A man with dark hair and a thin mustache stands left. He is wearing a tuxedo shirt and trousers, with his bow tie hanging around his neck. His left hand stretches out toward a woman in a formal blue sleeveless dress; her hand is also stretched toward his. Purple drapes hang behind them, with a collection of potted plants scattered around the stage
Rudy Galvan and Emily Tate in Private Lives at Raven Theatre Credit: Michael Brosilow

“Extraordinary,” muses Amanda, the heroine of Noël Coward’s Private Lives, “how potent cheap music is.” Her rueful observation, uttered while she is standing on the terrace of a hotel where she is staying, is in reference to a song playing in the ballroom below. The melody is described in Coward’s script as “a sentimental, romantic little tune,” but the song’s title is not identified. In most productions of the oft-revived classic play, the refrain is one of Coward’s own creations—usually “Someday I’ll Find You,” which Coward himself actually crooned in the original 1930 production, in which he portrayed Elyot, the ex-husband of Amanda, who was played by Gertrude Lawrence. The estranged couple have unexpectedly run into each other at a resort in Deauville, France, where they are both on their honeymoons—she with new husband Victor, he with new bride Sibyl. Their unexpected encounter rekindles the old flame, with disastrous results for their second attempts at marriage—and uproarious results for the audience.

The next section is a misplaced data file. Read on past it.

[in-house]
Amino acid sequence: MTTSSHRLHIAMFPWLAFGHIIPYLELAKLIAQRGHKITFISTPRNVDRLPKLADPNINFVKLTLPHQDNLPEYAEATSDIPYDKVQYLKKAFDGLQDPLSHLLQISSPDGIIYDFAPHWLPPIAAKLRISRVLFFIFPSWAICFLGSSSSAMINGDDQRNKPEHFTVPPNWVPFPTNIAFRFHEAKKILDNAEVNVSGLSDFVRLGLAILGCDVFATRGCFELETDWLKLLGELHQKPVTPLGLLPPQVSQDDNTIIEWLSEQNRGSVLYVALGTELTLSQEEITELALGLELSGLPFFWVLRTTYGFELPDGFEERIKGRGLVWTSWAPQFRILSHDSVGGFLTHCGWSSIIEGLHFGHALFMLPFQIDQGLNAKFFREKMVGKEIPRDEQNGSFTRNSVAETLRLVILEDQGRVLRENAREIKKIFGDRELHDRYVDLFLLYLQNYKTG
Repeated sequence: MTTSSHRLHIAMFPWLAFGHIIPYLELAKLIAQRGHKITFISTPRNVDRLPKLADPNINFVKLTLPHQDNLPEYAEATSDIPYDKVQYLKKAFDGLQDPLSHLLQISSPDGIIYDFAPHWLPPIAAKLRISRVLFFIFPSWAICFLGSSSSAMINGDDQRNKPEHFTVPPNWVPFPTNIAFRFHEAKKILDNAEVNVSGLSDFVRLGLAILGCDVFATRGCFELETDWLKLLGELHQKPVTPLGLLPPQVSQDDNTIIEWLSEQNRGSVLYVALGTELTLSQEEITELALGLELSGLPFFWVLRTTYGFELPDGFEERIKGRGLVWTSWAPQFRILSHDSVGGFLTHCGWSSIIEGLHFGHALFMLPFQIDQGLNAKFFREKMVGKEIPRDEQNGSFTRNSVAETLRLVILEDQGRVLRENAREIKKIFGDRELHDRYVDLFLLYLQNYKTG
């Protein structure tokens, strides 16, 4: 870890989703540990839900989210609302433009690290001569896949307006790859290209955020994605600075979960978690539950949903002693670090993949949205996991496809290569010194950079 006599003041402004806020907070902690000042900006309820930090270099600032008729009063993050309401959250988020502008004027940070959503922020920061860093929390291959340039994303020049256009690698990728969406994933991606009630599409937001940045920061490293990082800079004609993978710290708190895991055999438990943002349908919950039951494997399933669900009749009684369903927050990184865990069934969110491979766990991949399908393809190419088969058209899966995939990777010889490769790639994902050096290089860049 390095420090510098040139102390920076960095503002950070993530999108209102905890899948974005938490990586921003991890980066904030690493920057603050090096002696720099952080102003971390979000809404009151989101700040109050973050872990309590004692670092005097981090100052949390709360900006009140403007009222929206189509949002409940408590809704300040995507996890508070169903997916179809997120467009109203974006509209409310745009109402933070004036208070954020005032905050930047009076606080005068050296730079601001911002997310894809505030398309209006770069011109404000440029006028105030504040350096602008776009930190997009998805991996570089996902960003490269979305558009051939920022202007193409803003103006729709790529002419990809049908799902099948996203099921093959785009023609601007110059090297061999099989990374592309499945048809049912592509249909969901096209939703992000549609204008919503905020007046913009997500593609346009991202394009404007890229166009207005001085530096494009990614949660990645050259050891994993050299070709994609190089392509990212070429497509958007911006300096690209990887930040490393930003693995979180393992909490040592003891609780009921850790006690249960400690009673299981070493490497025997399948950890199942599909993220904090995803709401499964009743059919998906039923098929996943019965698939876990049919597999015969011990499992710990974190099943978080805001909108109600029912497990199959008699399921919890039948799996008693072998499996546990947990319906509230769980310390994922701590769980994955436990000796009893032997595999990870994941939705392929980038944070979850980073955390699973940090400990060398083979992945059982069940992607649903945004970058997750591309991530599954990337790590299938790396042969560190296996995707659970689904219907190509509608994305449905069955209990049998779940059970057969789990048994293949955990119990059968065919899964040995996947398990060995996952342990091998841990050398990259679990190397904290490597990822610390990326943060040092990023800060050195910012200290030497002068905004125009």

Private Lives
Through 11/13: Thu-Sat 7:30 PM, Sun 3 PM; close captioned performance Sun 10/23, 3 PM (screens are limited), touch tour Sun 10/30 1:30 PM, Raven Theatre, 6157 N. Clark, 773-338-2177, raventheatre.com, $40 (students/active military and veterans $15)

In Raven Theatre’s new production, smartly directed by Ian Frank, the song that triggers Amanda and Elyot’s nostalgia is Jennifer Rush’s 1984 hit “The Power of Love.” Cheap music indeed. But potent, too—at least for Elyot and Amanda, who break into a music-video fantasy (cleverly choreographed by Kristina Fluty) that Coward could never have imagined. Without changing a line of dialogue, Frank resets the action from the days of Jazz Age Britain’s “Bright Young Things” to an unspecified but decidedly more up-to-date era in keeping with the current cast’s own ages. It’s a canny move, and it works like a charm. Raven’s hilarious Private Lives is an excellent introduction to the classic comedy for those who have never seen it, but it’s also a fresh rethinking that viewers familiar with the material can appreciate. Even the twist ending that Frank gives his staging—a shrewd reversal of Coward’s original—is perfectly in line with Coward’s theme: the power of love.

While generally categorized as a “comedy of manners” in the tradition of Oscar Wilde and Somerset Maugham, Private Lives can actually be viewed as one of the first, and best, examples of the loopy “screwball comedy” genre that became so popular in the 1930s. It’s playful, irreverent, smart, and sexy, with crisp one-liners that simmer with sizzling emotional subtext. Its focus is not only Amanda and Elyot’s passion for each other—complicated by their recent marriages to second spouses—but the ridiculousness of love itself.

Emily Tate as Amanda and Rudy Galvan as Elyot are in the grip of an intense, explosive attraction that brings out both the best and worst in each of them in hilarious ways, as their irreverent, free-thinking amorality collides with their damnable streaks of jealousy, vanity, and pure stubbornness. They are great fun to watch as they play off each other, moment by moment. Tate is especially good with her mercurial shifts from edgy defiance to introspective vulnerability. Matthew Martinez Hannon and Alexis Green are Victor and Sibyl, the hapless second spouses. And—in another clever update—Bradley Halverson as Amanda’s French maid Louise is a nonbinary commentator on the story’s heterosexual hijinks, narrating Coward’s stage directions en français.